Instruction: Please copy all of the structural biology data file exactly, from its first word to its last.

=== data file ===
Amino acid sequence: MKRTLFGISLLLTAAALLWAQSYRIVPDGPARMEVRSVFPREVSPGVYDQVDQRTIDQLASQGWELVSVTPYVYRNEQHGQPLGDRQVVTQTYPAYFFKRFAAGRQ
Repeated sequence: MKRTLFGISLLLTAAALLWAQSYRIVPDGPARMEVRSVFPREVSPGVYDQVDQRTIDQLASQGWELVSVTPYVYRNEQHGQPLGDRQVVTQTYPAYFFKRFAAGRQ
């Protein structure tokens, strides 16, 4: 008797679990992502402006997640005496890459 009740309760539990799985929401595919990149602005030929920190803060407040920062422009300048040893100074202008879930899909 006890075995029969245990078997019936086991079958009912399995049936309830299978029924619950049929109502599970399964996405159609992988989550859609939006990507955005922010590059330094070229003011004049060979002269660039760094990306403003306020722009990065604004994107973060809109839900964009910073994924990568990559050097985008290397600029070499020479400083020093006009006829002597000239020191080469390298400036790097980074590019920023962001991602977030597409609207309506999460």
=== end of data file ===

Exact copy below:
Amino acid sequence: MKRTLFGISLLLTAAALLWAQSYRIVPDGPARMEVRSVFPREVSPGVYDQVDQRTIDQLASQGWELVSVTPYVYRNEQHGQPLGDRQVVTQTYPAYFFKRFAAGRQ
Repeated sequence: MKRTLFGISLLLTAAALLWAQSYRIVPDGPARMEVRSVFPREVSPGVYDQVDQRTIDQLASQGWELVSVTPYVYRNEQHGQPLGDRQVVTQTYPAYFFKRFAAGRQ
């Protein structure tokens, strides 16, 4: 008797679990992502402006997640005496890459 009740309760539990799985929401595919990149602005030929920190803060407040920062422009300048040893100074202008879930899909 006890075995029969245990078997019936086991079958009912399995049936309830299978029924619950049929109502599970399964996405159609992988989550859609939006990507955005922010590059330094070229003011004049060979002269660039760094990306403003306020722009990065604004994107973060809109839900964009910073994924990568990559050097985008290397600029070499020479400083020093006009006829002597000239020191080469390298400036790097980074590019920023962001991602977030597409609207309506999460």